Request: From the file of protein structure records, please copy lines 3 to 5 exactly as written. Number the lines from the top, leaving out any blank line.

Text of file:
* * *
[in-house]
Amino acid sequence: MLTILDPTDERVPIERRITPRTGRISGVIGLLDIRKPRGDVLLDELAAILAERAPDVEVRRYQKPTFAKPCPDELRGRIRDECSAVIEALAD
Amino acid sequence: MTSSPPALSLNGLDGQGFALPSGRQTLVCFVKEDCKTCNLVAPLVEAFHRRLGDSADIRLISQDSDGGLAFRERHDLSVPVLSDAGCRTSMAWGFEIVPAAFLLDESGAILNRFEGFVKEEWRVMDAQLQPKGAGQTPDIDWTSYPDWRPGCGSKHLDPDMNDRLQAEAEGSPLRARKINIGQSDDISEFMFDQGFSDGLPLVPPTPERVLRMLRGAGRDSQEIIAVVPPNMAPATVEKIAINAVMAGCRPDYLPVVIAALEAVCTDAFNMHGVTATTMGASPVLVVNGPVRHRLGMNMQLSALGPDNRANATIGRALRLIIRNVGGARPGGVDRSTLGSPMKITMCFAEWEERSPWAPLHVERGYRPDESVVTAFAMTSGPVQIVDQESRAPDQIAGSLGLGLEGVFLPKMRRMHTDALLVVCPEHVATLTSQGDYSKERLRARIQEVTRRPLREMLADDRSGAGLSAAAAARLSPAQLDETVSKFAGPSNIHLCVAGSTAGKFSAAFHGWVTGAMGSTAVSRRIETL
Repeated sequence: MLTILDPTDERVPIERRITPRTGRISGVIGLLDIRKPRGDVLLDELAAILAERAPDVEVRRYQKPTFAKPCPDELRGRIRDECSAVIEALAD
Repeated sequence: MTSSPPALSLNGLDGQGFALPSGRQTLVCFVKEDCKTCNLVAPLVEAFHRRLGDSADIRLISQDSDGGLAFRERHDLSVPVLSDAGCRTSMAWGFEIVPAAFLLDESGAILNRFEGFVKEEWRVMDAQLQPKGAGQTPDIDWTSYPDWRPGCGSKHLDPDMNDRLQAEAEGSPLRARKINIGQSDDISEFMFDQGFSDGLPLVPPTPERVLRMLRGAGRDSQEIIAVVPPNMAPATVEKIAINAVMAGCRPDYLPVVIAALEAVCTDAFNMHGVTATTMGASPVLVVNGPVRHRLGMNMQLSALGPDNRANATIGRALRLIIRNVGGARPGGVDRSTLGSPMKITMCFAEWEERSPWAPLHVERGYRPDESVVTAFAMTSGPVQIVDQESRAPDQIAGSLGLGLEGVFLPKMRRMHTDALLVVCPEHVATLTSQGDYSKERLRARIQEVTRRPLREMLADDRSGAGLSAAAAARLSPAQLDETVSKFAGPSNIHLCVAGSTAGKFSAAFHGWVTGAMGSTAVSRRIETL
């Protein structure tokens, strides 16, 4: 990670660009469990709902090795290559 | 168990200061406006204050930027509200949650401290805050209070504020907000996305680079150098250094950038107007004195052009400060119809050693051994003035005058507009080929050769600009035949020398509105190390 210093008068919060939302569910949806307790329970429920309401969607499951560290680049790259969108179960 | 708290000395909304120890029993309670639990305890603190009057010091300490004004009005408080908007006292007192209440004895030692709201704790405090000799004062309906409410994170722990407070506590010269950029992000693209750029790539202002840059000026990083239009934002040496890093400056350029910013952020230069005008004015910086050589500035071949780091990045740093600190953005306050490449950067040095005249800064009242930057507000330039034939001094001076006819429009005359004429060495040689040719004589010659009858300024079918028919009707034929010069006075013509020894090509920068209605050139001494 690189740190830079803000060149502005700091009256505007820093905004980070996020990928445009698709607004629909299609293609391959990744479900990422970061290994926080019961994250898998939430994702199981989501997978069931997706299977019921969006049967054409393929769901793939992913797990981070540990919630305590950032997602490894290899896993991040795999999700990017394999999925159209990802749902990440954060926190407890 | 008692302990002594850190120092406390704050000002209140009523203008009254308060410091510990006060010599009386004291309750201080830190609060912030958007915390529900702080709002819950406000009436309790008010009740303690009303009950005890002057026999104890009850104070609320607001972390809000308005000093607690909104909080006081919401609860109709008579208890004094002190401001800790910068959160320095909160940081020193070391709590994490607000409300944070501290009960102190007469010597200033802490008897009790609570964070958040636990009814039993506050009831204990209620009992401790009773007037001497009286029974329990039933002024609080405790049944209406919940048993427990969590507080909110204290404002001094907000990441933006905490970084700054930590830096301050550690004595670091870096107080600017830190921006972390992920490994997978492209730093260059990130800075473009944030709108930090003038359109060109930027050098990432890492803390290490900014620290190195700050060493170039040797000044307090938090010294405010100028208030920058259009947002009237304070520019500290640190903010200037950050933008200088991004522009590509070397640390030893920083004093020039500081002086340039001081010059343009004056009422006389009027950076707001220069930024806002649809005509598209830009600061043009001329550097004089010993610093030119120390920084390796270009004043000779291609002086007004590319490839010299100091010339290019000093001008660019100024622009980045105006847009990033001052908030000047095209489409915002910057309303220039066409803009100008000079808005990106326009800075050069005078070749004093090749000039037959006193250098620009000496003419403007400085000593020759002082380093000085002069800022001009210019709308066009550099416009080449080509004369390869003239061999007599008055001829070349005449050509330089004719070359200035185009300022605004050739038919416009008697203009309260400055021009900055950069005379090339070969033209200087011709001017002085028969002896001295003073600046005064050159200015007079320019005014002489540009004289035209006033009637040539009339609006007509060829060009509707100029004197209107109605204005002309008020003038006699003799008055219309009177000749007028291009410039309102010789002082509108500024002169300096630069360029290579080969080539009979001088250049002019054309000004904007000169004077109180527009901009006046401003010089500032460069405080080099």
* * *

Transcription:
Amino acid sequence: MTSSPPALSLNGLDGQGFALPSGRQTLVCFVKEDCKTCNLVAPLVEAFHRRLGDSADIRLISQDSDGGLAFRERHDLSVPVLSDAGCRTSMAWGFEIVPAAFLLDESGAILNRFEGFVKEEWRVMDAQLQPKGAGQTPDIDWTSYPDWRPGCGSKHLDPDMNDRLQAEAEGSPLRARKINIGQSDDISEFMFDQGFSDGLPLVPPTPERVLRMLRGAGRDSQEIIAVVPPNMAPATVEKIAINAVMAGCRPDYLPVVIAALEAVCTDAFNMHGVTATTMGASPVLVVNGPVRHRLGMNMQLSALGPDNRANATIGRALRLIIRNVGGARPGGVDRSTLGSPMKITMCFAEWEERSPWAPLHVERGYRPDESVVTAFAMTSGPVQIVDQESRAPDQIAGSLGLGLEGVFLPKMRRMHTDALLVVCPEHVATLTSQGDYSKERLRARIQEVTRRPLREMLADDRSGAGLSAAAAARLSPAQLDETVSKFAGPSNIHLCVAGSTAGKFSAAFHGWVTGAMGSTAVSRRIETL
Repeated sequence: MLTILDPTDERVPIERRITPRTGRISGVIGLLDIRKPRGDVLLDELAAILAERAPDVEVRRYQKPTFAKPCPDELRGRIRDECSAVIEALAD
Repeated sequence: MTSSPPALSLNGLDGQGFALPSGRQTLVCFVKEDCKTCNLVAPLVEAFHRRLGDSADIRLISQDSDGGLAFRERHDLSVPVLSDAGCRTSMAWGFEIVPAAFLLDESGAILNRFEGFVKEEWRVMDAQLQPKGAGQTPDIDWTSYPDWRPGCGSKHLDPDMNDRLQAEAEGSPLRARKINIGQSDDISEFMFDQGFSDGLPLVPPTPERVLRMLRGAGRDSQEIIAVVPPNMAPATVEKIAINAVMAGCRPDYLPVVIAALEAVCTDAFNMHGVTATTMGASPVLVVNGPVRHRLGMNMQLSALGPDNRANATIGRALRLIIRNVGGARPGGVDRSTLGSPMKITMCFAEWEERSPWAPLHVERGYRPDESVVTAFAMTSGPVQIVDQESRAPDQIAGSLGLGLEGVFLPKMRRMHTDALLVVCPEHVATLTSQGDYSKERLRARIQEVTRRPLREMLADDRSGAGLSAAAAARLSPAQLDETVSKFAGPSNIHLCVAGSTAGKFSAAFHGWVTGAMGSTAVSRRIETL